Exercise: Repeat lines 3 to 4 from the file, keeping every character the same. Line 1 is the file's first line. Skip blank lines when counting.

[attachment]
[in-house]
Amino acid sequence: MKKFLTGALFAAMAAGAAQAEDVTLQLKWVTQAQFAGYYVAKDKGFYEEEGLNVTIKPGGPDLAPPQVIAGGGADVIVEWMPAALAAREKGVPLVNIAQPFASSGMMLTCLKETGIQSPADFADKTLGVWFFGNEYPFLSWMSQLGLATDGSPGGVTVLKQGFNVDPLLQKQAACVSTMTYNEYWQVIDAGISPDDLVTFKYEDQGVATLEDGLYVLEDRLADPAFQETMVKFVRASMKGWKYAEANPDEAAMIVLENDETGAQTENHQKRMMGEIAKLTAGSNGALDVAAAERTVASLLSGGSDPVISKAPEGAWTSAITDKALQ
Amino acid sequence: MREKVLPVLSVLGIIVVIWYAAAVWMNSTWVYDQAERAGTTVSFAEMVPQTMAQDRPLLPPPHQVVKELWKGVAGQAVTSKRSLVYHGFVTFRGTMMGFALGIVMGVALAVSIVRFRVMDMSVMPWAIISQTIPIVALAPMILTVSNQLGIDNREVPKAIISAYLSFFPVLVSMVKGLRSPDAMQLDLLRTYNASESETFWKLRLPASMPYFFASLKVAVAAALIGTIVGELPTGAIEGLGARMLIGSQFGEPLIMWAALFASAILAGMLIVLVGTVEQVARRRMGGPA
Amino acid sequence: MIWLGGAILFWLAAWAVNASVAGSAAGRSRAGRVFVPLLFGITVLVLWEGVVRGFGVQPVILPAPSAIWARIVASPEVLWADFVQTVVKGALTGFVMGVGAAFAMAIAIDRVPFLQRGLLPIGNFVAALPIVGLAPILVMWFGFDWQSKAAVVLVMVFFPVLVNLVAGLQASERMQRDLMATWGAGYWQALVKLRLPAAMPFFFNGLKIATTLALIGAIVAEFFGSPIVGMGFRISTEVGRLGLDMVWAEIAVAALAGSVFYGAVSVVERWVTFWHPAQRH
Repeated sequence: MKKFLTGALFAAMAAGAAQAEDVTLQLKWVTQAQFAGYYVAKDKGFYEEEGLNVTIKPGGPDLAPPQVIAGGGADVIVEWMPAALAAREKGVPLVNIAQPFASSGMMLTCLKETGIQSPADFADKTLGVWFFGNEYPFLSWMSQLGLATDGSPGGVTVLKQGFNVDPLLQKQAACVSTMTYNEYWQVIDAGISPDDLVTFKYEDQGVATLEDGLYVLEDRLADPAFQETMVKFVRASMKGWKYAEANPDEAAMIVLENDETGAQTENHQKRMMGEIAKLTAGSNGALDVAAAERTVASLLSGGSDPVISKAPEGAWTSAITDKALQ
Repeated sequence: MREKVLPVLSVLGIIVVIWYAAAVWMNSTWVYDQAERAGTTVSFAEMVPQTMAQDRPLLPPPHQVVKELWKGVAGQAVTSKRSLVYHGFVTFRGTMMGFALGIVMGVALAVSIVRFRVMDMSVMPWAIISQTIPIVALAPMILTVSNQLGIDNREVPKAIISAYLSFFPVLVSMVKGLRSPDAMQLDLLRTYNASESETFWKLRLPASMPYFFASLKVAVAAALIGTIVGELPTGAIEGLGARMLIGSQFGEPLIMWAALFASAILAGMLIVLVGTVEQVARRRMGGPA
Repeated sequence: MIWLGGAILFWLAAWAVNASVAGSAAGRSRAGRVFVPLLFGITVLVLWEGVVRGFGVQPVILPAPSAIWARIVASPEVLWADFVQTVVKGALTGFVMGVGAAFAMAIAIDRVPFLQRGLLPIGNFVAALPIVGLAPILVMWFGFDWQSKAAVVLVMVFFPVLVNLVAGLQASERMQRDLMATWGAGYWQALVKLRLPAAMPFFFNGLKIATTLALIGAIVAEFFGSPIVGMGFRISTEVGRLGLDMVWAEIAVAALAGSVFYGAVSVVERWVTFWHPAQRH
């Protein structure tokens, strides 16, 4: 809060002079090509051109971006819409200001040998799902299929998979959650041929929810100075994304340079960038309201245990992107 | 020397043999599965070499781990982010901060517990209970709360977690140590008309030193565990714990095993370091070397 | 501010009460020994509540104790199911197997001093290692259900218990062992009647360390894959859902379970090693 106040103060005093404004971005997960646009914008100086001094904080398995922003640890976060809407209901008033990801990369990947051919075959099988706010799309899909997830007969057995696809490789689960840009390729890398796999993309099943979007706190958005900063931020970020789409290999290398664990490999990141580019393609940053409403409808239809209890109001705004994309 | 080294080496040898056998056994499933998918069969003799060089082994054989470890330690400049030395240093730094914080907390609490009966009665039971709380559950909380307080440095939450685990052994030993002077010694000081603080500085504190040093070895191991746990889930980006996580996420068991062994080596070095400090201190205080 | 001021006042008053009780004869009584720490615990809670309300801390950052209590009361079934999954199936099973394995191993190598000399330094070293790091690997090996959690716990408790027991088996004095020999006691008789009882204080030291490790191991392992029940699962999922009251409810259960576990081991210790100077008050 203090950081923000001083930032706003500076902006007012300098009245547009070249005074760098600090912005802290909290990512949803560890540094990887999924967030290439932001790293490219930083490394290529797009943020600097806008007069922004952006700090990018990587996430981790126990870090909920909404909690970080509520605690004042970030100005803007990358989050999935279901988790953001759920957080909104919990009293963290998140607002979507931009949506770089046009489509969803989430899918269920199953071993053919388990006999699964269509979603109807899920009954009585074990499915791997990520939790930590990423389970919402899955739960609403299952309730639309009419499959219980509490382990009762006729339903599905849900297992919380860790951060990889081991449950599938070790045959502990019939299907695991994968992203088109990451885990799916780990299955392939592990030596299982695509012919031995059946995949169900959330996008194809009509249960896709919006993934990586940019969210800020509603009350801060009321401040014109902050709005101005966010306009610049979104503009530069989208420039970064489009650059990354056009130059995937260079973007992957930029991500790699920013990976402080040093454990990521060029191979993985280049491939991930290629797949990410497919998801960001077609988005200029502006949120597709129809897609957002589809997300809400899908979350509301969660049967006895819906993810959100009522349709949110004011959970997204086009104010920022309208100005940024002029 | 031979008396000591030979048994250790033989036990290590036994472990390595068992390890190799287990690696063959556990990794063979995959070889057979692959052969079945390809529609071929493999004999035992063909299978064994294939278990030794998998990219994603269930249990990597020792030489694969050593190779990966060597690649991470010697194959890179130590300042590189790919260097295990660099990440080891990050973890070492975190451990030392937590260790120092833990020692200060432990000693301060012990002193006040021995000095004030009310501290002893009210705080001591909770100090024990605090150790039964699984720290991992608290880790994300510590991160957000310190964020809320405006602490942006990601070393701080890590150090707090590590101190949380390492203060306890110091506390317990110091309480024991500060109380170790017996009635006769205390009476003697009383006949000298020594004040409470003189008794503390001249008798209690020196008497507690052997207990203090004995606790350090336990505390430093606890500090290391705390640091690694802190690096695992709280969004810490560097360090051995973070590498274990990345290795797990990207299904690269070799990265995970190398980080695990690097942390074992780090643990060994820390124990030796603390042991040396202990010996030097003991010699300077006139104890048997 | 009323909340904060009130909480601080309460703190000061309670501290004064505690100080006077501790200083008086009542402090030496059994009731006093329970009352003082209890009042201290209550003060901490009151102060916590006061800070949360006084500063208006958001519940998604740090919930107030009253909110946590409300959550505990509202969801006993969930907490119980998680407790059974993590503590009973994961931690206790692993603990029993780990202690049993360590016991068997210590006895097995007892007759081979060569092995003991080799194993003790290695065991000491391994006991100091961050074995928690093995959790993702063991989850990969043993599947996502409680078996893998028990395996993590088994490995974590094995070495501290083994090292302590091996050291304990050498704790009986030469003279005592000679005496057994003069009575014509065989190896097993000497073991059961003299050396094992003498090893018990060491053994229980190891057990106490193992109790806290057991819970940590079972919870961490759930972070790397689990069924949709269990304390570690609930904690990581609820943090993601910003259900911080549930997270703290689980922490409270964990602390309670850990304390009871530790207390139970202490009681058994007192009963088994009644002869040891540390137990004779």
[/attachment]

Amino acid sequence: MREKVLPVLSVLGIIVVIWYAAAVWMNSTWVYDQAERAGTTVSFAEMVPQTMAQDRPLLPPPHQVVKELWKGVAGQAVTSKRSLVYHGFVTFRGTMMGFALGIVMGVALAVSIVRFRVMDMSVMPWAIISQTIPIVALAPMILTVSNQLGIDNREVPKAIISAYLSFFPVLVSMVKGLRSPDAMQLDLLRTYNASESETFWKLRLPASMPYFFASLKVAVAAALIGTIVGELPTGAIEGLGARMLIGSQFGEPLIMWAALFASAILAGMLIVLVGTVEQVARRRMGGPA
Amino acid sequence: MIWLGGAILFWLAAWAVNASVAGSAAGRSRAGRVFVPLLFGITVLVLWEGVVRGFGVQPVILPAPSAIWARIVASPEVLWADFVQTVVKGALTGFVMGVGAAFAMAIAIDRVPFLQRGLLPIGNFVAALPIVGLAPILVMWFGFDWQSKAAVVLVMVFFPVLVNLVAGLQASERMQRDLMATWGAGYWQALVKLRLPAAMPFFFNGLKIATTLALIGAIVAEFFGSPIVGMGFRISTEVGRLGLDMVWAEIAVAALAGSVFYGAVSVVERWVTFWHPAQRH